The paper in question was written nearly four years ago when I was an undergraduate. In an attempt to figure out exactly what happened I have attempted to locate my original statistical coding, but have been unsuccessful. However, I have been able to retrieve the original data file that was sent to me. Here I re-do my results in an attempt to clarify the relationships discussed later and in order to speculate about how the errors crept in. Here I articulate my coding in order to assure that my results are replicable.

In this version all three models in Table 3 are generated by simply using “regression [dependent variable] male, r” in the statistical program Stata. The new results for Table 2 are below:

Table 2: OLS Regressions, Gender on Three Measures of Educational Ambition, With Control Variables Included


Cumulative GPA

Expected Future Salary

Not Planning to Attend Graduate School

























Adjusted R2




Standard errors in parentheses
+ p < .10, * p < .05, ** p < .01, *** p < .001
Notes: All regressions include an intercept. Heteroskedasticity-robust standard errors appear in parentheses below the estimated coefficients.

As can be seen by comparing these results, the constant for cumulative GPA is the same across both studies. Here I have a few more observations than were reported in the original study; again, without the specific coding used to clean the data I can’t say for sure why there is a slight difference, but the difference is indeed slight. The adjusted R squareds are also very similar to their counterparts in the original paper. For expected future salary, the numbers are again slightly different (167223.4 for the male coefficient in the original article versus 170712.1 in the updated version, and 93591.04 for the constant in the original one versus 93536.1 in the updated one), but once again are very similar. In his critique Dr. Fillmore states that he believes these numbers are “implausibly high,” and wonders if some people accidentally added some extra zeros. I investigated this possibility even further. There were a few outliers, but nothing radically out of the ordinary. Specifically, one person expected to be making $6 million a year (a male), one $4 million (a male), one $3 million (a male), one $2 million (a male), 1 $1.7 million (a female), one $1.8 million (a female), and 10 $1 million (9 males, 1 female). Once these outliers are taken out of the equation, the average expected salary for a male is $76,615.02 and for females it is $71,672.94. It is interesting to note that taking the outlier out reduces the gender differential (although they are still significantly different). However, it is hard to know if this is the result of the male respondents not taking the survey seriously, or a case of inflated male ego about their potential to make money.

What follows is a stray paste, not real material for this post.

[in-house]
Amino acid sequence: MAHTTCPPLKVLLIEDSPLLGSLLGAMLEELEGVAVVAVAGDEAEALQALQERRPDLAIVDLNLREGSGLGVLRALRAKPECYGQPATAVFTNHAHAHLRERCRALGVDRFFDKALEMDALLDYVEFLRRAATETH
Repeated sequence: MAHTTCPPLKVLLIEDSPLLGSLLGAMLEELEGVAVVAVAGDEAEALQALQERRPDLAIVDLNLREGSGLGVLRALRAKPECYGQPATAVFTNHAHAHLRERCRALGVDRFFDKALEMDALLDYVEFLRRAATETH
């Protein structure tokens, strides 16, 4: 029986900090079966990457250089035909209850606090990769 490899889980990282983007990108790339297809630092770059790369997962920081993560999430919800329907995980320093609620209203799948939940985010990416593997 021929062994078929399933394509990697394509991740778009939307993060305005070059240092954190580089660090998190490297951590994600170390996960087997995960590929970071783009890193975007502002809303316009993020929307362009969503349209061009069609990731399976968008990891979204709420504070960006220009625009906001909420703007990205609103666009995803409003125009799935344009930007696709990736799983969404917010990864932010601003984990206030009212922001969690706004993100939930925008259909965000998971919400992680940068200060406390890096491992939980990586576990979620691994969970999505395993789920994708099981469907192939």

Finally, on the not planning to attend graduate school measure, my results are once again very similar. However, he makes the valid critique that in the original results men have a negative percentage.

This, combined with the male coefficient in the cumulative GPA model, are two major errors in the paper.

Given that the analyses were rather simple, and that the rest of the cells seem to be in order, I am inclined to attribute these two cell-specific errors to my own sloppiness while inputting the tables by hand. When I first submitted the paper, I remember (vaguely, it has been four years) simply dumping the raw tables generated by Stata in the original paper, so it is likely that these errors crept in as a result of my own sloppiness during the preparation for publication phase.

On a more conceptual note, Mr. Fillmore also points out that “Freshman admissions are not the only way that students arrive at BYU. Perhaps transfer students skew male which would also lower female representation among graduates. One could imagine other explanations as well. Thus, Table 1 alone does not provide convincing evidence that BYU women have lower attrition rates than their male peers.” I see no reason why transfer students would skew male, but without more detailed data on college entry it is true that one can’t just assume a simplistic freshman to senior college career. I don’t think that makes the table completely irrelevant, but he is right that it does not provide “convincing evidence.”

While it is worth pointing out that the newly updated figures do not change the final take away from the paper, Dr. Fillmore was right to be concerned about the validity of the main points given the errors in the table. The original data are available upon request for anyone who wants to replicate my results by using the syntax above.

Ian Fillmore is to be commended for taking the time to point out my errors, and I thank him.